What Is "A Ghost Story" by Mark Twain About?

"A Ghost Story" by Mark Twain tells the frightening story of an encounter with a ghost. The ghost in the story is inspired by the Cardiff Giant hoax. In 1869, workers found what appeared to be a 10-foot tall petrified man, but it was actually a statue built by George Hull, a man who claimed giants once lived on Earth, explains a Lock Haven University website.

"A Ghost Story" begins with a man returning to a rented room in an old building in New York City. After settling in, the man begins to think of old memories and people he once knew. This causes the man to inexplicably experience a feeling of dread. During the middle of the night, the man is awakened by something pulling on the covers of the bed. He then hears footsteps and what he thinks is a voice. The movement and sounds suddenly stop, causing the man to believe it was a dream.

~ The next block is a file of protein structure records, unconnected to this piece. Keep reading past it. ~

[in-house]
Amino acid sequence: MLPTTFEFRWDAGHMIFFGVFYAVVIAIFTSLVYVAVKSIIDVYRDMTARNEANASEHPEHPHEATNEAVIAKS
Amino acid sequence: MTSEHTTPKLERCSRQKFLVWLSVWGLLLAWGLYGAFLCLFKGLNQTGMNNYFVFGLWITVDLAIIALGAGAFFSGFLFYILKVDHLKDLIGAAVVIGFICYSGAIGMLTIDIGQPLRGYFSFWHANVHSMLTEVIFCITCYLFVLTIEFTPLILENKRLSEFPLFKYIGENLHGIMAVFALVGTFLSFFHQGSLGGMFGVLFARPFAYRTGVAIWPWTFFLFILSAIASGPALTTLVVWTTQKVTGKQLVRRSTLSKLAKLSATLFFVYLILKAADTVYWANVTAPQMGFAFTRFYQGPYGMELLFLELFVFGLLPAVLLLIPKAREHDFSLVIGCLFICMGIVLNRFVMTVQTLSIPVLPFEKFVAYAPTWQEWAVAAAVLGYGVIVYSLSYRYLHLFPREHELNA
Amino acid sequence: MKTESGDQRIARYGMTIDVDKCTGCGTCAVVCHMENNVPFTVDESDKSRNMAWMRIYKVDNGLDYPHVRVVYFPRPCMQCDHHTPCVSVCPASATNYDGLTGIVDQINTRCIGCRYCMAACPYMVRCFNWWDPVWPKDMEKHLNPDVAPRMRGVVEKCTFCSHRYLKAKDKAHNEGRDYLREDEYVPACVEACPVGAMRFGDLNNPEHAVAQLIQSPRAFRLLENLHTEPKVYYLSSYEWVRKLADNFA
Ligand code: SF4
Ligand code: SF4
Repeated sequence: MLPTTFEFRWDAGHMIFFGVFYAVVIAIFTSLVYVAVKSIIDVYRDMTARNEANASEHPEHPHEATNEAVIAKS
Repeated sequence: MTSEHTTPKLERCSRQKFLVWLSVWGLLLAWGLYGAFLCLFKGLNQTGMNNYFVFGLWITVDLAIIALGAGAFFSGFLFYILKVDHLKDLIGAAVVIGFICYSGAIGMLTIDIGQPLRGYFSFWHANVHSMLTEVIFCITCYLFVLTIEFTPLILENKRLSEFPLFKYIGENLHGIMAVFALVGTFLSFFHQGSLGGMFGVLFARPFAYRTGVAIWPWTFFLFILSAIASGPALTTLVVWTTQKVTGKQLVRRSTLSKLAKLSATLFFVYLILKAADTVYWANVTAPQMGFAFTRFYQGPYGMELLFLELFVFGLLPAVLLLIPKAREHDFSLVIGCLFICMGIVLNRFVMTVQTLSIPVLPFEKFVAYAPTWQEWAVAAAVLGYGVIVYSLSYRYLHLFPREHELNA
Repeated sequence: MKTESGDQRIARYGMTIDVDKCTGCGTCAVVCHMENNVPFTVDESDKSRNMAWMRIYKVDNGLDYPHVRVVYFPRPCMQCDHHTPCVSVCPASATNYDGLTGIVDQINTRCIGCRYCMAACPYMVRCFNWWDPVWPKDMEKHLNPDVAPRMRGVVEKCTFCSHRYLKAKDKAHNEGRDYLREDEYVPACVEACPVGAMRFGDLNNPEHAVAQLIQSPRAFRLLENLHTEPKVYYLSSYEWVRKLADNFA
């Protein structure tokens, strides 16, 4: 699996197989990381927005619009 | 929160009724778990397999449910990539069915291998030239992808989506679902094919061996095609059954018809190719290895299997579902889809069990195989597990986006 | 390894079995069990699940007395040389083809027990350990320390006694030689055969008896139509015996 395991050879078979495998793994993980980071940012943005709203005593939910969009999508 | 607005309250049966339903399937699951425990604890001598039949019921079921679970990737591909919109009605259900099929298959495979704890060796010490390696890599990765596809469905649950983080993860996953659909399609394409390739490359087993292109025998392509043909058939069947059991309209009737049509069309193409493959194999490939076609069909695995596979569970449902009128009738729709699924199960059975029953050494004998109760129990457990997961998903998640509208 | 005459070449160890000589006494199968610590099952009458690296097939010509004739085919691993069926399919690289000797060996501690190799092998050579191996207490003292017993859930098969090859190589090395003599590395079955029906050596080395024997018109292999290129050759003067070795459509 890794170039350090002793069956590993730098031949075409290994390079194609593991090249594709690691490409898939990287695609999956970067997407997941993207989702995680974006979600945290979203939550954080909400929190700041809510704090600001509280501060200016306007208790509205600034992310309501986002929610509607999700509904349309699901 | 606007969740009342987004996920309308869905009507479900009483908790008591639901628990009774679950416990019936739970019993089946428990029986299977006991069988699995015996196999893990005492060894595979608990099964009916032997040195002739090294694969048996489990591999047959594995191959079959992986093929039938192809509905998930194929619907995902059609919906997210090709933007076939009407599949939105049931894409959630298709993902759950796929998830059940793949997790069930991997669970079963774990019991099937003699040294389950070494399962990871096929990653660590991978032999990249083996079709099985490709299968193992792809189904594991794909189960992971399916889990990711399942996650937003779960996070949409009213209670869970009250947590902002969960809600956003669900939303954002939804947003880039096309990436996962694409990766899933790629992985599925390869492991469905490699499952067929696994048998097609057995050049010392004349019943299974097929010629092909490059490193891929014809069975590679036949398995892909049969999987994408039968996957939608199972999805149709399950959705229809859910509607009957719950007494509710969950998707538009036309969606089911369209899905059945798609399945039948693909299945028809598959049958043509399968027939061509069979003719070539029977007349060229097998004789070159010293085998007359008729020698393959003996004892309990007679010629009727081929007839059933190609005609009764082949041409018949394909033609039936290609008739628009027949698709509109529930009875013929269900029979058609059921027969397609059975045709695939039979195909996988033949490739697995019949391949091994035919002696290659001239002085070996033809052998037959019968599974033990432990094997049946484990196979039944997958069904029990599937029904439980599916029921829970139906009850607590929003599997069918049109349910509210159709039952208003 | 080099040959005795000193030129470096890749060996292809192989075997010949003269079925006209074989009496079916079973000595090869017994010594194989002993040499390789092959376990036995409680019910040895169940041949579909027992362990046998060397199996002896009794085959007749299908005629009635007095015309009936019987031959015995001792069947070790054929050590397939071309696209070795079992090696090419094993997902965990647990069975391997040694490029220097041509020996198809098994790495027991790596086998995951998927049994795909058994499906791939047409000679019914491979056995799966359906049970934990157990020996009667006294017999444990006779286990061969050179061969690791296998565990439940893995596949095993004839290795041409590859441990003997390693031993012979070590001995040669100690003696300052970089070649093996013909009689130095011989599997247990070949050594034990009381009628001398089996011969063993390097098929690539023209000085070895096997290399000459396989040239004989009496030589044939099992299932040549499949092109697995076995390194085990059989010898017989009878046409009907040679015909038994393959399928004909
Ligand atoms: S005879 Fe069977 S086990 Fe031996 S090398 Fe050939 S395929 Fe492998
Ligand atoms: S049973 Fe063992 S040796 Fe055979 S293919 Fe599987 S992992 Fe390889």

The man's fears soon return after he turns on a light and sees giant footprints on the floor in the room. Shortly after, the noises return and the man also sees strange faces in the dark. Eventually, the man is able to make out the form of a giant man who he immediately recognizes as the Cardiff Giant. Knowing the giant means him no harm, he settles down and has a short conversation with him before falling back asleep.